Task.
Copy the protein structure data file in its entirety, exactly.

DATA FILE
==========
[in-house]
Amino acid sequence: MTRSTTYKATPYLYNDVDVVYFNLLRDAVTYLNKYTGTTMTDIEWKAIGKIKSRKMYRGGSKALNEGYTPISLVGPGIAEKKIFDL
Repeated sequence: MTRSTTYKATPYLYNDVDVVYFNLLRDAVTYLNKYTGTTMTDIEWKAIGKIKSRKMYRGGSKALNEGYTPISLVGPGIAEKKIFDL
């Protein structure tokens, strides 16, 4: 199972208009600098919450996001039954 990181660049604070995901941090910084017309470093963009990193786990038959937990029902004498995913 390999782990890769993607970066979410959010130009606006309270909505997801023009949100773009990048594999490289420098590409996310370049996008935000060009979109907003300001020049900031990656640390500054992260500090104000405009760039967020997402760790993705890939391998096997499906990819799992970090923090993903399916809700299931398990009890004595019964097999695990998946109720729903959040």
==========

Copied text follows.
[in-house]
Amino acid sequence: MTRSTTYKATPYLYNDVDVVYFNLLRDAVTYLNKYTGTTMTDIEWKAIGKIKSRKMYRGGSKALNEGYTPISLVGPGIAEKKIFDL
Repeated sequence: MTRSTTYKATPYLYNDVDVVYFNLLRDAVTYLNKYTGTTMTDIEWKAIGKIKSRKMYRGGSKALNEGYTPISLVGPGIAEKKIFDL
């Protein structure tokens, strides 16, 4: 199972208009600098919450996001039954 990181660049604070995901941090910084017309470093963009990193786990038959937990029902004498995913 390999782990890769993607970066979410959010130009606006309270909505997801023009949100773009990048594999490289420098590409996310370049996008935000060009979109907003300001020049900031990656640390500054992260500090104000405009760039967020997402760790993705890939391998096997499906990819799992970090923090993903399916809700299931398990009890004595019964097999695990998946109720729903959040």